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September 29, 2021

4 Reasons to Use Multiple Email Addresses to Protect Your Privacy

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When email was invented in the mid-1960s, it revolutionized how information is shared between people. It quickly took over snail mail as the preferred method of sending letters and other forms of communication. It also helped put personal information on the internet for strangers to see. While email is relatively secure, there are a few ways it impacts privacy. Here’s everything you should know about email and why using multiple email addresses can keep you protected online:

  • A brief history of email
  • What is email privacy?
  • What are the threats to email privacy?
  • How can cybercriminals threaten you through email?
  • What happens if my email is hacked?
  • Why should you use multiple email addresses?
  • Other ways to protect your email accounts

A Brief History of Email

In 1965, the Massachusetts Institute of Technology (MIT) became one of the world’s first organizations to use computer systems. Because computer terminals at the time had no memory or storage capabilities, they all connected to a central mainframe, where the work of every user at each terminal was done and stored. To make this structure function for them, MIT employed a Compatible Time-Sharing System, with which users could schedule computer time, collaborate with others on the system, and store their files. This system paved the way for the earliest iteration of electronic mail, in which one user could leave a message in the file directory of another user. It functioned similarly to leaving a note on a colleague’s desk. However, in order to leave a message for another user, the sender had to be able to access their file directory.

Six years later, computer programmer Ray Tomlinson refined the email process, by adding the @ symbol to user’s names, thus creating a targeted address which a sender could use to direct their messages at a specific receiver.

In 1973, this system became widely adopted and a level of standardization was added to email clients. Standardized features included to and from fields, as well as the ability to forward messages to others. However, at this time, emails still remained contained to internal networks, as the internet had not yet been developed.

It wasn’t until 1989 that the company CompuServe started an internet-based email service, which allowed users to send and receive messages to and from anyone online, so long as they had access to an internet email service. From there, companies like AOL and Microsoft developed their own online email clients, and helped drive further development of the technology that is ubiquitous today.

What is Email Privacy?

In 2021, 319.6 billion emails are sent every day. In addition, roughly 3.8 billion people have at least one email account. The technology is critical to communication networks around the world, keeping businesses, supply chains, and crucial infrastructure systems in working order. They also help individuals connect with others.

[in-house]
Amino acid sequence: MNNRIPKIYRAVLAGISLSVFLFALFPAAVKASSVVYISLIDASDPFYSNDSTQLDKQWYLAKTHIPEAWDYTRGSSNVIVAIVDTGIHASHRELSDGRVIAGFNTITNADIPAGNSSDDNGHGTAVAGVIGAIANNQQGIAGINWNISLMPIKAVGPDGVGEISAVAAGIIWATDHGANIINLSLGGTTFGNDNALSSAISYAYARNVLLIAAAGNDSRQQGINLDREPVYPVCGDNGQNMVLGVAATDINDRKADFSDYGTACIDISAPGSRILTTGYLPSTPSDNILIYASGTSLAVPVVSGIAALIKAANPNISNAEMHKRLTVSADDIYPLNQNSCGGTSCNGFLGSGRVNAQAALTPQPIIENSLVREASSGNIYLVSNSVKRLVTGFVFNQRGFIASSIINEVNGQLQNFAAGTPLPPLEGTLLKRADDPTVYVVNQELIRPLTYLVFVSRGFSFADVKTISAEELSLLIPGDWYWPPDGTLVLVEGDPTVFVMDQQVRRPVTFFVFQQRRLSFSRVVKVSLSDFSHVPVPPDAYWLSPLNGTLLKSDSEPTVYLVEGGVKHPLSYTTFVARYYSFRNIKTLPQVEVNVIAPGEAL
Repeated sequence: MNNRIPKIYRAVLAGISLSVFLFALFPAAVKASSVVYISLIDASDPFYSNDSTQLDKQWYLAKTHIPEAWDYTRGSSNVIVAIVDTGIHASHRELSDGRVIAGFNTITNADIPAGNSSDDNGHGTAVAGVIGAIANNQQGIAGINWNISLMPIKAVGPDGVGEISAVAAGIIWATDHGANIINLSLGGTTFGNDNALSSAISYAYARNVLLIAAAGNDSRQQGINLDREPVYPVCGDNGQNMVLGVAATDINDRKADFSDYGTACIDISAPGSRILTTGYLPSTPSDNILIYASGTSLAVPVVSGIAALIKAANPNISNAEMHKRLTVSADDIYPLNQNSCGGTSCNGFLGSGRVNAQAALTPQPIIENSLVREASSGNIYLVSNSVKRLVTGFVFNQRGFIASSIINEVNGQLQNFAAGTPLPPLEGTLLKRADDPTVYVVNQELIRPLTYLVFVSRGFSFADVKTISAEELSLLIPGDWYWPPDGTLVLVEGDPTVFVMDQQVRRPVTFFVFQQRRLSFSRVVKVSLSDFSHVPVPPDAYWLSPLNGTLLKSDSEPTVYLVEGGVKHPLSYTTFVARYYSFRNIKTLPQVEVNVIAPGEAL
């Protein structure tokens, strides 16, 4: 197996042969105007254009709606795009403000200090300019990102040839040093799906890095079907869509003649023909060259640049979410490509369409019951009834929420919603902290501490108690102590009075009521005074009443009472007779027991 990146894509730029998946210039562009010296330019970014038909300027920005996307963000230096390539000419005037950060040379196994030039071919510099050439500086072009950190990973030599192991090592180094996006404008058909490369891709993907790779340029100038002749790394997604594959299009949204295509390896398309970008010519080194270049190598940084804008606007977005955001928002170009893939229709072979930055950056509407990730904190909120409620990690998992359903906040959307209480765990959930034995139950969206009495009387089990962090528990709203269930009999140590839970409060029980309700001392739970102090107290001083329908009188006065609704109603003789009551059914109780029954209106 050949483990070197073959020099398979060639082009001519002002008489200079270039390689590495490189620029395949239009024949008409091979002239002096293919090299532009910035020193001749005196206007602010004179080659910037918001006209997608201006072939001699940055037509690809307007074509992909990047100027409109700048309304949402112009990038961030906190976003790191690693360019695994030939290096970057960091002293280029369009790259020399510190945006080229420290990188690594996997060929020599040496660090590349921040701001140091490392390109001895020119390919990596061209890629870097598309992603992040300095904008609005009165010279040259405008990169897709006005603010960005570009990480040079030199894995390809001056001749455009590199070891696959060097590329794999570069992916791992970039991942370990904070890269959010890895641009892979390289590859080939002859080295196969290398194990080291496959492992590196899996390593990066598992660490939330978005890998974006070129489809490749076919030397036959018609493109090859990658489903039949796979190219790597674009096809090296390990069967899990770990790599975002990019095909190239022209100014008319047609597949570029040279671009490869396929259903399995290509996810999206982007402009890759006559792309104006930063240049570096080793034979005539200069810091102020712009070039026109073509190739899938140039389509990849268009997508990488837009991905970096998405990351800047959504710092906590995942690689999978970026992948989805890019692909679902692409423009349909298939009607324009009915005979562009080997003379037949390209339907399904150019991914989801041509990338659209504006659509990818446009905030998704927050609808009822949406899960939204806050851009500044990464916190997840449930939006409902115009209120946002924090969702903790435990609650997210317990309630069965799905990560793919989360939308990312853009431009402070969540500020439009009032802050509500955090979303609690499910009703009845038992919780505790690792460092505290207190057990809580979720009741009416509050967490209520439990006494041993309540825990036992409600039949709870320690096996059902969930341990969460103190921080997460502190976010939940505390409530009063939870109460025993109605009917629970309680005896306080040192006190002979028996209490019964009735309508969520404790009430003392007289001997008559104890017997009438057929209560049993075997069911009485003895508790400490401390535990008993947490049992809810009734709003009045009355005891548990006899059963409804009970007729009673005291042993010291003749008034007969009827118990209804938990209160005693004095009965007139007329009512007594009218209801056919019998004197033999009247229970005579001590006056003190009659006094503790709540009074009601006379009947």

Because email is such an important feature of everyday life, email privacy is just as important. The term “email privacy” refers to two different aspects of the technology. In the first, email privacy describes the process of keeping the contents of an email secure, both while in transit and while stored in a server. In the second, email privacy describes keeping individual email accounts private and secure from online threats that want to exploit the personal information stored in these accounts. 

Different measures have to be taken to ensure that each aspect of email privacy is carried out successfully. While individual users can do little to protect their emails in transit and in storage, as that is the purview of the email client itself, individual users can help protect their account privacy in a number of ways, including using different email addresses for different purposes, which we’ll get into later.

What are the Threats to Email Privacy?

Dozens of email privacy threats lurk on the web, just waiting for you to lower your guard and let them wreak havoc. Most of these threats are carried out by cybercriminals, or “bad actors.” Despite the numerous methods of attack, each type can typically be assigned to one of two categories. Those categories are:

  • Information theft attacks. In this type of attack, the criminal’s aim is to steal your sensitive or personal information, both from information stored in your account and from content sent or received in your emails. Once stolen, they can typically use that information to make money, whether through stealing your identity, selling it to third-parties, or blackmailing you directly.
  • Damage attacks. Here, the criminal’s goal is simply to cause as much chaos for you as possible. They often do this by damaging (or deleting) your accounts or by even damaging your devices.

In some cases, attacks to your email privacy fall into both categories.

In addition, email privacy threats often have two different targets. These targets are:

  • Individuals. Many cybercriminals target individual user accounts, in the hope that the target doesn’t have good security habits.
  • Email clients. Cybercriminals may target the email client as a whole. This type of attack is typically harder to carry out, because most email providers employ robust security methods to protect all users but, if the attack is successful, the rewards for the criminal are much higher because they can steal the information of many users at once.

How Can Cybercriminals Threaten You Through Email?